Each May, Mama’s Kitchen—a nonprofit that delivers meals to San Diegans living with AIDS and other debilitating diseases—hosts its festive Mama’s Day fund-raiser, a sampling of the city’s best culinary offerings (65 chefs participated this year) at the Hyatt Regency La Jolla at Aventine. Over the past 16 years, the event has cooked up a reputation as one of the hottest tickets in town (priced at $125). Melinda Balkom, director of development and communications, explains why: “For three hours, you can sample food from the best restaurants in town and interact with chefs in a casual setting. Everybody is moving around, mixing and mingling, so there’s a lot of energy.” There’s even a deejay and dance floor, but most patrons are too busy downing gourmet goodies to get down. “People just know it’s going to be good every year,” says Balkom.
Gala in the Gardens
Quail Botanical Gardens hosts the garden party of all garden parties each September at its coastal Encinitas grounds to raise money for exhibits and operating expenses. Guests, who include the who’s who of North County and the region, enjoy a red-carpet arrival against an Edenesque backdrop, lit by a sunset over the Pacific. A glass of champagne is placed into the hand of each of the arriving guests, who are invited to meander around the 20-plus themed food and beverage stations throughout the grounds. Sip sake and nibble sushi in the Bamboo Garden. Move to the sounds of calypso music. Or sample some rum and nosh on Caribbean fare in the Herb Garden. Tickets are $145.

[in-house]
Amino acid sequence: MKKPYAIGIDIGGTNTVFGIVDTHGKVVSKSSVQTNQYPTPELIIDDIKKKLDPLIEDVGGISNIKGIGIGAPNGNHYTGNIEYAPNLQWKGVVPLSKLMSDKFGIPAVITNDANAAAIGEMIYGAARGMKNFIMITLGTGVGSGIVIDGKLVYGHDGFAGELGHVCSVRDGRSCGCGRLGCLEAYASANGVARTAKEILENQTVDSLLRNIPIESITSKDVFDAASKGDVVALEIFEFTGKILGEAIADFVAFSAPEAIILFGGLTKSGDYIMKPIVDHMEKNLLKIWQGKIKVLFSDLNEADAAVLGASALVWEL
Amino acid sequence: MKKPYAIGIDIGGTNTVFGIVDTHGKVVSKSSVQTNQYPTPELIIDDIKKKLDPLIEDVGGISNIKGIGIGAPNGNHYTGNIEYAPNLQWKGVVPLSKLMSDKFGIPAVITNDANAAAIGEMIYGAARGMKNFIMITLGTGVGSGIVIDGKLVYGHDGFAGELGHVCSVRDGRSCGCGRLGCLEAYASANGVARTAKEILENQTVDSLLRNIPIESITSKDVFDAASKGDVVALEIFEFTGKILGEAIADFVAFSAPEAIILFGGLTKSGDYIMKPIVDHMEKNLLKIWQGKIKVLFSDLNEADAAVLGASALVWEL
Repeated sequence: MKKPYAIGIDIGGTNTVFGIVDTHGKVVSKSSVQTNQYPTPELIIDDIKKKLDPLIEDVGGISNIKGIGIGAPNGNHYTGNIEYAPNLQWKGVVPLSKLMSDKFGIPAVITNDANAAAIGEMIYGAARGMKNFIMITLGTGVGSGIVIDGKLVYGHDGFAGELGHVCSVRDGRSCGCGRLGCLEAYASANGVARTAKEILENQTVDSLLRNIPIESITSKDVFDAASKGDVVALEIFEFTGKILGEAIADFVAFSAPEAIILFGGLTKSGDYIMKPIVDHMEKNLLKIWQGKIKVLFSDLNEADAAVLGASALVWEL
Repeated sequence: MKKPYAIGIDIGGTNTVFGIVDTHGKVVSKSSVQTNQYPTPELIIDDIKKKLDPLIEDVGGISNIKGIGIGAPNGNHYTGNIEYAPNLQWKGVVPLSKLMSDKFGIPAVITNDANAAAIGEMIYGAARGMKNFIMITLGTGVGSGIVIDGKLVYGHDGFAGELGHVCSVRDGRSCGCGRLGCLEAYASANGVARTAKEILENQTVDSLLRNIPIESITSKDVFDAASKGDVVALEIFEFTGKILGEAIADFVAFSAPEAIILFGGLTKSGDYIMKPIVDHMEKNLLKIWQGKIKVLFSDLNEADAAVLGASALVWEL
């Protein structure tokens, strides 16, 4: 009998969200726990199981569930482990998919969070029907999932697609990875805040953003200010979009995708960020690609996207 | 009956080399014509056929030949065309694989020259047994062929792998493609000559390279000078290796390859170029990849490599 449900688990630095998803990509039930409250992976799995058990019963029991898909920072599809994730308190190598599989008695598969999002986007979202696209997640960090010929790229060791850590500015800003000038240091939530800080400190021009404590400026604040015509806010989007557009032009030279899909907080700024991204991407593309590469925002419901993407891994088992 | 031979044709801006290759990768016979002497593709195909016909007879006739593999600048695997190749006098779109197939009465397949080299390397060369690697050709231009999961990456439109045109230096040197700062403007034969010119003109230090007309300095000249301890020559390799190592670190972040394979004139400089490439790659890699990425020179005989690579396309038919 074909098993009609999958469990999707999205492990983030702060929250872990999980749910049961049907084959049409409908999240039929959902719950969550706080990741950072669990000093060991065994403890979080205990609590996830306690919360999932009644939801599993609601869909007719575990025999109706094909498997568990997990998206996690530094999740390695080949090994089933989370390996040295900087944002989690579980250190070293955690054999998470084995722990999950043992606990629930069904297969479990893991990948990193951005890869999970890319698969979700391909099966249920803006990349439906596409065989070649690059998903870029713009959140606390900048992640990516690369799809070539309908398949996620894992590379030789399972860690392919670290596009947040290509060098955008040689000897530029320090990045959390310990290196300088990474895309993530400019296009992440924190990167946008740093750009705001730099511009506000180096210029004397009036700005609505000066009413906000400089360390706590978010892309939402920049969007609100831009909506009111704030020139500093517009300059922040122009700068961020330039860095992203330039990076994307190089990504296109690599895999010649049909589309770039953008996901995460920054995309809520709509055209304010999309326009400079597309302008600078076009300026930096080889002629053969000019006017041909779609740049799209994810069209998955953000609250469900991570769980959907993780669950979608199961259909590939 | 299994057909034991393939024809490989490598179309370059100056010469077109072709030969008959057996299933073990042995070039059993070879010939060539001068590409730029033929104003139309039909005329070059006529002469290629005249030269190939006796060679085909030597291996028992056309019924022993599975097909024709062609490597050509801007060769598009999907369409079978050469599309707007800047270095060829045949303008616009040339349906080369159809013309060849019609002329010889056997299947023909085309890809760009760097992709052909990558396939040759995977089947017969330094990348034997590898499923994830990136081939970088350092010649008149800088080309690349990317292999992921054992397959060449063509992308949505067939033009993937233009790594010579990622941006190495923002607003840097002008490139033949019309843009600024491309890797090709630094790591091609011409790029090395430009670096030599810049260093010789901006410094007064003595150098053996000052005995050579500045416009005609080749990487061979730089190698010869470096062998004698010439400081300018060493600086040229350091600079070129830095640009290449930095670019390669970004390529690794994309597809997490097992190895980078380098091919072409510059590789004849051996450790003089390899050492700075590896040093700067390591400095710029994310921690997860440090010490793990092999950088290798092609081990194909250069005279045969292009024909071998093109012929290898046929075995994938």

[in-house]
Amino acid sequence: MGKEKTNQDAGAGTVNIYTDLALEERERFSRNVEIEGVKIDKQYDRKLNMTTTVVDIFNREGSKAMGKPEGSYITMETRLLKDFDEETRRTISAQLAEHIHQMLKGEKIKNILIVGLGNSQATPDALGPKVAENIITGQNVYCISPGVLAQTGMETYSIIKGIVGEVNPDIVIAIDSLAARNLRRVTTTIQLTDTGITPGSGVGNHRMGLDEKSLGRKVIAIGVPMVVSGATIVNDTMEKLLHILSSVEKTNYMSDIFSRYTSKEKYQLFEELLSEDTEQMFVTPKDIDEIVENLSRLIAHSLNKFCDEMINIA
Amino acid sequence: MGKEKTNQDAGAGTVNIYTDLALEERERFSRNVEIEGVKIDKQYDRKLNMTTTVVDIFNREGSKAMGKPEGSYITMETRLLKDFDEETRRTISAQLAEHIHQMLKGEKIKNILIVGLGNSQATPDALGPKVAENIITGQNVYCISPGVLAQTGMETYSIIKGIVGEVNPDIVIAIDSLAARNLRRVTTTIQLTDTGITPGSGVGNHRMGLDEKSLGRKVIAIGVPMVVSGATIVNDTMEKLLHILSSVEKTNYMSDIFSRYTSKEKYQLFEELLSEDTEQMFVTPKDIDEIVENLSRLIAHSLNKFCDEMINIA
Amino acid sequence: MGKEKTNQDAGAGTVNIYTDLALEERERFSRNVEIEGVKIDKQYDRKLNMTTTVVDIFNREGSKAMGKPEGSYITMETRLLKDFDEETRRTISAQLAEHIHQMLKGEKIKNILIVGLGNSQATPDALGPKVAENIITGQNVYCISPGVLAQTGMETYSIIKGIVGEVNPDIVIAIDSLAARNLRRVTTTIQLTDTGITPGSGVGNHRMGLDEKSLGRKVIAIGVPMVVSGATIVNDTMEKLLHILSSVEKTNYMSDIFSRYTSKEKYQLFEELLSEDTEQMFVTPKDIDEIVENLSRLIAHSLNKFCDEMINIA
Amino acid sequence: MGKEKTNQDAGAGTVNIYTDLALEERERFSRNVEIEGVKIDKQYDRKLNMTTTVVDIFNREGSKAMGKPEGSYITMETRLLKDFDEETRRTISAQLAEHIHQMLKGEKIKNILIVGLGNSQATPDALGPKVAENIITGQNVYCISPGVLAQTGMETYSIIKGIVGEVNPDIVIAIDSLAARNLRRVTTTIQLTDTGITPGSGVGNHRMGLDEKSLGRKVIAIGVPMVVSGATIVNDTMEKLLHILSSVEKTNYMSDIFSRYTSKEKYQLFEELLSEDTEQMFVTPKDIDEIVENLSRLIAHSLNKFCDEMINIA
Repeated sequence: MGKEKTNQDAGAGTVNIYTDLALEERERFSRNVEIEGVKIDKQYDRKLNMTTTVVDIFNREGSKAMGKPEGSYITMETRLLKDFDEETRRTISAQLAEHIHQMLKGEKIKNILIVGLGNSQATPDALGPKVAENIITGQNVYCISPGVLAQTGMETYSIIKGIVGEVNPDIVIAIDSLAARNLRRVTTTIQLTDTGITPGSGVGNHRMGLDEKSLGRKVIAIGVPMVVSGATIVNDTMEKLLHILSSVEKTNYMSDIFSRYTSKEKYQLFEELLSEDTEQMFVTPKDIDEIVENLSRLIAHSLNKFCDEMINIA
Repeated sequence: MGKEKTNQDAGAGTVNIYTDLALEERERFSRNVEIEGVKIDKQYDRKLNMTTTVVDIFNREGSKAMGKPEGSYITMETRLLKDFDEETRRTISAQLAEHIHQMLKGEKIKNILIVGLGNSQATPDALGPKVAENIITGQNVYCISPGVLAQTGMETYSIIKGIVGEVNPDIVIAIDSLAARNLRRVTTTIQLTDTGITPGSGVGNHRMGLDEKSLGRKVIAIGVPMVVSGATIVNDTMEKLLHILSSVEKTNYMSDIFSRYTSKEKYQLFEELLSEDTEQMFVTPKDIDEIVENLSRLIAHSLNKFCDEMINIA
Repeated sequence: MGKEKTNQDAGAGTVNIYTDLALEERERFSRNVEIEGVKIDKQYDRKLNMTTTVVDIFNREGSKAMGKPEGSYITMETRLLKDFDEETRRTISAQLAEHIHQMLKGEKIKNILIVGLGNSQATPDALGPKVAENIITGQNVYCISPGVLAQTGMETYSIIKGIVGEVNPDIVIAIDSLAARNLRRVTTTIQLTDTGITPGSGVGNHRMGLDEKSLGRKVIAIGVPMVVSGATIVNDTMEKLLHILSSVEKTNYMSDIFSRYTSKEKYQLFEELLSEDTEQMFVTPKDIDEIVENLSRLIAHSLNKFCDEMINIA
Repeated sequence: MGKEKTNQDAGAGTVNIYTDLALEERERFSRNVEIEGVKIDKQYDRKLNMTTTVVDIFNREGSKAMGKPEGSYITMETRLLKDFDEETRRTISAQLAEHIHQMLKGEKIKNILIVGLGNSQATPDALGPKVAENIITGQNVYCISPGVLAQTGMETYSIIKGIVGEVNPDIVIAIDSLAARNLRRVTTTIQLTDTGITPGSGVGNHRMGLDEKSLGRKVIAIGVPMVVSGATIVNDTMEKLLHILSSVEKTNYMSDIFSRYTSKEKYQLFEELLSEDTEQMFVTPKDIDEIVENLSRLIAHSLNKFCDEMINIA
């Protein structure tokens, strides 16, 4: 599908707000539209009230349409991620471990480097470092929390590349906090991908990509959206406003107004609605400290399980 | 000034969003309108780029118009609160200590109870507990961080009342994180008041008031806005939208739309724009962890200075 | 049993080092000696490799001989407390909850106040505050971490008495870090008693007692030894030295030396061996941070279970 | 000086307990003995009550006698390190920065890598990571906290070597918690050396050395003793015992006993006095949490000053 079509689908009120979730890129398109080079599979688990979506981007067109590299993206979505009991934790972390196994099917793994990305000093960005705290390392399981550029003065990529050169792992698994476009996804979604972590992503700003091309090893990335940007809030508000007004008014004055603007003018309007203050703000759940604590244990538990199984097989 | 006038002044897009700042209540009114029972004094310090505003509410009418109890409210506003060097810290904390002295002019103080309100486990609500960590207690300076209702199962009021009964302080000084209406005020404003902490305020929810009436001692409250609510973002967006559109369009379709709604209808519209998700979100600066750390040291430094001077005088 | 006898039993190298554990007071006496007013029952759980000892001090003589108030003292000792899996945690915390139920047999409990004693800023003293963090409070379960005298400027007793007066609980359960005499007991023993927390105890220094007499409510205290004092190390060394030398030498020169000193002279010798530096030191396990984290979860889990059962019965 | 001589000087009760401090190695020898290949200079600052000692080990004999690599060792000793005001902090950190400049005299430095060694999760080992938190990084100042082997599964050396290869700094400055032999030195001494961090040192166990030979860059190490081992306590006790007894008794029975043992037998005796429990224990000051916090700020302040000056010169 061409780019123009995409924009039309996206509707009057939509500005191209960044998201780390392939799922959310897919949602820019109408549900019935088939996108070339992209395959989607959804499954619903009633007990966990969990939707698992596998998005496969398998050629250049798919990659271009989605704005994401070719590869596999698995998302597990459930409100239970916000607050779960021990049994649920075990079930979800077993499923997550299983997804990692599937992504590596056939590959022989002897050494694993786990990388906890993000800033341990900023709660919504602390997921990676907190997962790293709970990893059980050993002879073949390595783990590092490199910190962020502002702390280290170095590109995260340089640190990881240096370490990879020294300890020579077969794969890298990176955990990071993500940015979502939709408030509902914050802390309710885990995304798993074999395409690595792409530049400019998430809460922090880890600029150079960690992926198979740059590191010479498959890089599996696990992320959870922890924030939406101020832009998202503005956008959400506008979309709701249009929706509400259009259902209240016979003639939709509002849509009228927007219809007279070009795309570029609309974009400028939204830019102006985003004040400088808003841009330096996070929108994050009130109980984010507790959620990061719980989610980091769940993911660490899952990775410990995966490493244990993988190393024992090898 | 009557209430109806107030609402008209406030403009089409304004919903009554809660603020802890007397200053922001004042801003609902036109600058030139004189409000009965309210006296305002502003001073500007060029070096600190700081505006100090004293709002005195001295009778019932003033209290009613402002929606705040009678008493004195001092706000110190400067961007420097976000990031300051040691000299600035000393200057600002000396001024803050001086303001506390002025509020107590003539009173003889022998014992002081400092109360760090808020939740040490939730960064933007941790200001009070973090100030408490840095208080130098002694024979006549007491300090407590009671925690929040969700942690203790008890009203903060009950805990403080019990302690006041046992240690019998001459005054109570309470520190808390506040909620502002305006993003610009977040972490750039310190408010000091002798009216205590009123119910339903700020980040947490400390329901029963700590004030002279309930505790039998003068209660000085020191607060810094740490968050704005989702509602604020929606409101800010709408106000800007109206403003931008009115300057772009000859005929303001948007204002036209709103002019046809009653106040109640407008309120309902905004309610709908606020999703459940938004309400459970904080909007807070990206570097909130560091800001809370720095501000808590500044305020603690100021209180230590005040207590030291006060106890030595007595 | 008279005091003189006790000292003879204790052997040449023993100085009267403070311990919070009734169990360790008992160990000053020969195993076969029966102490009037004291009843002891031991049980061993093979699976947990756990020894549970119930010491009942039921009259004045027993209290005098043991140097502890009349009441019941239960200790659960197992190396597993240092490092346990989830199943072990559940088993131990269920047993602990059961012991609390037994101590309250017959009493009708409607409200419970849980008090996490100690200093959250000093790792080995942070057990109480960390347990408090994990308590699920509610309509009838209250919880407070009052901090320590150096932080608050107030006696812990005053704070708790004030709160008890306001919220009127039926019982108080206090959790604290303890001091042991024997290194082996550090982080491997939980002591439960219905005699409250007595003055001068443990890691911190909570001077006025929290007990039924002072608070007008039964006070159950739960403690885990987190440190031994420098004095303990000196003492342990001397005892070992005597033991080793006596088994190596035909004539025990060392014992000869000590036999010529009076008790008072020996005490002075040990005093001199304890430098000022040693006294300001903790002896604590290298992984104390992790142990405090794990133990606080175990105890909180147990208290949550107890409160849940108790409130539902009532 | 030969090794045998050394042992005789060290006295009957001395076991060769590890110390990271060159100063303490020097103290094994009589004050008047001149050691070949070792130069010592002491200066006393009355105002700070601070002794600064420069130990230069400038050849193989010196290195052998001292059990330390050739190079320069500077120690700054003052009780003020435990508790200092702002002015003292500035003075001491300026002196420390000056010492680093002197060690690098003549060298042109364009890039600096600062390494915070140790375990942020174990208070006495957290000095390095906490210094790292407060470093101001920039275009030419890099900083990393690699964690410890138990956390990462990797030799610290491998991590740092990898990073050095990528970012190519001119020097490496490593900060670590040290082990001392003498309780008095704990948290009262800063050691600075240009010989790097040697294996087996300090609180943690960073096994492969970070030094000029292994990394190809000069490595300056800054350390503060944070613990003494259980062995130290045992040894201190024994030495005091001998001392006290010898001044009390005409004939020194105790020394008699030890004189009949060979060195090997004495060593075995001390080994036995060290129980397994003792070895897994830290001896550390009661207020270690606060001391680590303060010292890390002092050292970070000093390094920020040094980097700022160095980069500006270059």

People To Watch Party
The people-watching just doesn’t get any better, if we do say so ourselves (and we’re not alone). Each January, San Diego Magazine announces its list of San Diegans worth watching—and watching out for—in the coming year with its “People To Watch” cover story. The magazine fêtes its 50 watchables with a VIP bash, this year held at the La Jolla branch of the Museum of Contemporary Art San Diego and attended by some 800. Guests rubbed elbows with politicos, a pro surfer, an up-and-coming painter —and others on the rise—at the invitation- only, modern art–inspired affair. (Even the desserts were edible art.) And then there was the female model whose entire body, doubling as a living canvas, collected paint strokes throughout the night.
Stingaree Anniversary Party